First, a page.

Rt. 32 widening called killer of Smart Growth

Howard highway project exempted from anti-sprawl rules at Ehrlich's behest

July 22, 2004|By David Nitkin | David Nitkin,SUN STAFF

Led by Gov. Robert L. Ehrlich Jr., a divided state Board of Public Works exempted a contentious western Howard County highway project from tough anti-sprawl regulations yesterday, raising conservationists' concerns about the future of Maryland's nationally celebrated Smart Growth laws.

Citizen groups and residents implored the governor to honor restrictions barring the widening of a 9-mile section of Route 32, fretting that construction would lead to a loss of farms and open space in Howard, Carroll and Frederick counties.

Their arguments failed.

"This is the death knell for Smart Growth in the Ehrlich administration," said Del. Neil F. Quinter, a Howard Democrat. "Maryland, to this point, has been the national leader in Smart Growth. But you'd be hard-pressed to say we are after this decision."

Stewart Schwartz, executive director of the Coalition for Smarter Growth in Washington, called the board action a "terrible precedent" and predicted the highway would sap vitality from the region's major cities.

"Essentially, what Maryland is busy doing is building a series of ring roads," he said. "You make this much cheap green land available away from Baltimore and away from Washington, and you are hurting the economic futures of both cities."

Maintaining that the project would improve safety on the stretch of highway between Interstate 70 and Route 108, Ehrlich urged the board to bypass state regulations so his Transportation Department can seek federal money for the widening.

"I'm concerned as a function of safety," Ehrlich said. "It's a tough call. You want to preserve what can be preserved."

The Transportation Department and the governor relied on a catch-all exemption in the law that allows rural construction under "extraordinary circumstances."

"If you can make an exception for this, you can make an exception for just about anything," Schwartz said.

Despite the governor's assertion, statistics show that accident rates have dropped on Route 32 after recent improvements, which include turn lanes and rumble strips to keep drivers alert.

But backed by business groups, the Ehrlich administration has been eager to revive projects that have languished for years.

"There is no reasonable alternative here," said state transportation Secretary Robert L. Flanagan. "Not building would create an undue hardship."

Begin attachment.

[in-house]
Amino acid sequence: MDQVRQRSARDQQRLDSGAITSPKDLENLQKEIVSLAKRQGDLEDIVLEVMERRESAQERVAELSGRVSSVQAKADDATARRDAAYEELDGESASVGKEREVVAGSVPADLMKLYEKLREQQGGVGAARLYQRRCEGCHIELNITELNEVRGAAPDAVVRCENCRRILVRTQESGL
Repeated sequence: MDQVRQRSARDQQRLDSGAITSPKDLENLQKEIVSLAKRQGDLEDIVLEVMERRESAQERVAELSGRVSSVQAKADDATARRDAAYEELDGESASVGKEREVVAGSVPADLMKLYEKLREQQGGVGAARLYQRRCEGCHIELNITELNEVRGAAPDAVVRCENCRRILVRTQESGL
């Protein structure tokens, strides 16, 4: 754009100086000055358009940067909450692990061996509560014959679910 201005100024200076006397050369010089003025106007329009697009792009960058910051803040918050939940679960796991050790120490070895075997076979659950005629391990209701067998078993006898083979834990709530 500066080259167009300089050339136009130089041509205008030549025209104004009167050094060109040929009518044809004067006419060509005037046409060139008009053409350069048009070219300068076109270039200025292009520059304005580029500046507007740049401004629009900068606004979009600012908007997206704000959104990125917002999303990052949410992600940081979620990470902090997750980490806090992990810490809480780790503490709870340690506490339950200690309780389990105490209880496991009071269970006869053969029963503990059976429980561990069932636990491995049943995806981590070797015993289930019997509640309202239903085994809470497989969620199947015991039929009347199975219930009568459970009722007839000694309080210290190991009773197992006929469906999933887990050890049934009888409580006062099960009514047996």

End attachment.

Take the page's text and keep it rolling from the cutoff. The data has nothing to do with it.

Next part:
The long-studied Howard project has divided politicians and homeowners. The segment would be the final stretch of Route 32 to be upgraded, providing ready access for trucks and cars between Western Maryland and the Interstate 97 gateway to Annapolis and the Eastern Shore.

Lawmakers representing western Howard told Ehrlich the road was needed. Del. Warren E. Miller, a Republican, said a high school classmate died in an accident on the road. Existing zoning and land preservation rules in Howard would prevent runaway growth, he said.

The road's heaviest users, said Republican Sen. Robert H. Kittleman of Howard, would come from outside the county. The project would allow residents of designated growth areas, such as Urbana in Frederick County and Freedom in Carroll, to get improved access to jobs and shopping, he said.

"If we don't do this, what we are doing is cutting off Carroll County to the outside world," Kittleman said.

But critics said construction plans shelved under Democratic Gov. Parris N. Glendening, considered the father of the state's anti-sprawl movement, have been revived too rapidly by the Ehrlich administration. Yesterday's vote, coming during the summer vacation season and with little public input, should have been delayed, they said.

Ehrlich joined a representative of Comptroller William Donald Schaefer in approving just the second roads exemption to the 1997 Smart Growth laws. Schaefer did not attend the meeting because of a family funeral.

The first growth-law exemption: a bypass road in Manchester, Carroll County, in 1999.

State Treasurer Nancy K. Kopp, the third board member, opposed the exemption yesterday, saying transportation officials did not make the case that they had considered other options or that road conditions met the law's hardship threshold.

The sprawl laws, in part, prohibit spending state money outside of areas designated for growth by counties.

The Chesapeake Bay Foundation and the Citizens Housing and Planning Association opposed the exemption.

"What the legislature decided in 1997 was that business-as-usual has gotten us sprawl," said Daniel Pontious, regional policy director for the association. "If this is a precedent where all these are going to get passed by the board, we could be back to business-as-usual."

Transportation officials said they anticipate similar road projects could come up roughly every other year.

Construction on Route 32 is not imminent. Officials said it could take 20 years and at least $200 million to convert what statistics show is the state's busiest two-lane road into a modern highway, and legislative approval and public input are still required.

Furthermore, growth rules have clouded a continuing federal assessment of the project, said Marsha Kaiser, director of planning and capital programs for the Maryland Department of Transportation. "We need to have smart growth legislation addressed in our environmental document to the federal government," she said.

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